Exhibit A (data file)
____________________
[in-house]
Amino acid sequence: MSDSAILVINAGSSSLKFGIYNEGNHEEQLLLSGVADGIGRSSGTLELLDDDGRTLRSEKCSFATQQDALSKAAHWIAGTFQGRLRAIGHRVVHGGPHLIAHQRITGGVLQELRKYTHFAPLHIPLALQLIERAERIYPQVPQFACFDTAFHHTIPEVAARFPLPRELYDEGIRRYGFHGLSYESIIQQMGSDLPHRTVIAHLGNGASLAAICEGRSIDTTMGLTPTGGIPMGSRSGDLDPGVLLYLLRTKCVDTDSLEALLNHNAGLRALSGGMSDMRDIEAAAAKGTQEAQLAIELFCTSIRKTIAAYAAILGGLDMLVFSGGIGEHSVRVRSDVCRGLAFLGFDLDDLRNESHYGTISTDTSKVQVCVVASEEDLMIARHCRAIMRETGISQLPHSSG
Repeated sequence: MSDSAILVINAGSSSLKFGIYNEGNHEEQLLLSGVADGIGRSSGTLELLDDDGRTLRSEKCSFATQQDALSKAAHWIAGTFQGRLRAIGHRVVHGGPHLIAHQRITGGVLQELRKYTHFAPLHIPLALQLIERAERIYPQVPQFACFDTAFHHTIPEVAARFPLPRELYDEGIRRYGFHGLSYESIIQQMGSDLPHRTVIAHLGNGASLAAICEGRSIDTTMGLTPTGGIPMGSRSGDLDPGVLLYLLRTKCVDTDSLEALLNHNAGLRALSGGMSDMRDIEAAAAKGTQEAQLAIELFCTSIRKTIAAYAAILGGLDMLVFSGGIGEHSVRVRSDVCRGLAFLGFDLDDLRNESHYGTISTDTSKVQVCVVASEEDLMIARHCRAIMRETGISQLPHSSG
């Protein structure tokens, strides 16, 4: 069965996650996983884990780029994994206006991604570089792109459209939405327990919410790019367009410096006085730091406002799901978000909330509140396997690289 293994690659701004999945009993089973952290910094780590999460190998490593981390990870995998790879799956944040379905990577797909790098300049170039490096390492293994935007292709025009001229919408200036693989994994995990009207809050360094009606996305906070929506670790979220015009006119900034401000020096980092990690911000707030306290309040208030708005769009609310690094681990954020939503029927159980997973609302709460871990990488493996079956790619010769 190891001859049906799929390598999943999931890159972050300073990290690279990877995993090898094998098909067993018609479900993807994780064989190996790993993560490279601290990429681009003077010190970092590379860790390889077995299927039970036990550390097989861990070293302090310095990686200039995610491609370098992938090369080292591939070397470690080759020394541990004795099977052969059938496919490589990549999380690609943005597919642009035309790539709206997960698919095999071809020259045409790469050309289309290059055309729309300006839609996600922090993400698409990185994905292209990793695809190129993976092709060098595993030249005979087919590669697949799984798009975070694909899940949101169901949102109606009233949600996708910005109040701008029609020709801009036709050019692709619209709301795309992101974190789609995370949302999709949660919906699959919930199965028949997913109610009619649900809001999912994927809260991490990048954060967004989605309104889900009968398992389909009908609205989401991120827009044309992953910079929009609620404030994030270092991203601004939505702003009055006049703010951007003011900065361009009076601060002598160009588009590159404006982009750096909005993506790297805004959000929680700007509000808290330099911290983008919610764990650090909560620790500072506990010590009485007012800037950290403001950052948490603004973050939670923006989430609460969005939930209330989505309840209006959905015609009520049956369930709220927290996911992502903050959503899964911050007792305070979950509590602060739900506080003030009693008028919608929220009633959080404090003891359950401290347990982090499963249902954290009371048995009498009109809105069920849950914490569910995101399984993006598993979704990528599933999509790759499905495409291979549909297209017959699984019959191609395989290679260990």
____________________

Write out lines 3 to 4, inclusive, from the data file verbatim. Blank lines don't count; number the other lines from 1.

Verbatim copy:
Repeated sequence: MSDSAILVINAGSSSLKFGIYNEGNHEEQLLLSGVADGIGRSSGTLELLDDDGRTLRSEKCSFATQQDALSKAAHWIAGTFQGRLRAIGHRVVHGGPHLIAHQRITGGVLQELRKYTHFAPLHIPLALQLIERAERIYPQVPQFACFDTAFHHTIPEVAARFPLPRELYDEGIRRYGFHGLSYESIIQQMGSDLPHRTVIAHLGNGASLAAICEGRSIDTTMGLTPTGGIPMGSRSGDLDPGVLLYLLRTKCVDTDSLEALLNHNAGLRALSGGMSDMRDIEAAAAKGTQEAQLAIELFCTSIRKTIAAYAAILGGLDMLVFSGGIGEHSVRVRSDVCRGLAFLGFDLDDLRNESHYGTISTDTSKVQVCVVASEEDLMIARHCRAIMRETGISQLPHSSG
């Protein structure tokens, strides 16, 4: 069965996650996983884990780029994994206006991604570089792109459209939405327990919410790019367009410096006085730091406002799901978000909330509140396997690289 293994690659701004999945009993089973952290910094780590999460190998490593981390990870995998790879799956944040379905990577797909790098300049170039490096390492293994935007292709025009001229919408200036693989994994995990009207809050360094009606996305906070929506670790979220015009006119900034401000020096980092990690911000707030306290309040208030708005769009609310690094681990954020939503029927159980997973609302709460871990990488493996079956790619010769 190891001859049906799929390598999943999931890159972050300073990290690279990877995993090898094998098909067993018609479900993807994780064989190996790993993560490279601290990429681009003077010190970092590379860790390889077995299927039970036990550390097989861990070293302090310095990686200039995610491609370098992938090369080292591939070397470690080759020394541990004795099977052969059938496919490589990549999380690609943005597919642009035309790539709206997960698919095999071809020259045409790469050309289309290059055309729309300006839609996600922090993400698409990185994905292209990793695809190129993976092709060098595993030249005979087919590669697949799984798009975070694909899940949101169901949102109606009233949600996708910005109040701008029609020709801009036709050019692709619209709301795309992101974190789609995370949302999709949660919906699959919930199965028949997913109610009619649900809001999912994927809260991490990048954060967004989605309104889900009968398992389909009908609205989401991120827009044309992953910079929009609620404030994030270092991203601004939505702003009055006049703010951007003011900065361009009076601060002598160009588009590159404006982009750096909005993506790297805004959000929680700007509000808290330099911290983008919610764990650090909560620790500072506990010590009485007012800037950290403001950052948490603004973050939670923006989430609460969005939930209330989505309840209006959905015609009520049956369930709220927290996911992502903050959503899964911050007792305070979950509590602060739900506080003030009693008028919608929220009633959080404090003891359950401290347990982090499963249902954290009371048995009498009109809105069920849950914490569910995101399984993006598993979704990528599933999509790759499905495409291979549909297209017959699984019959191609395989290679260990």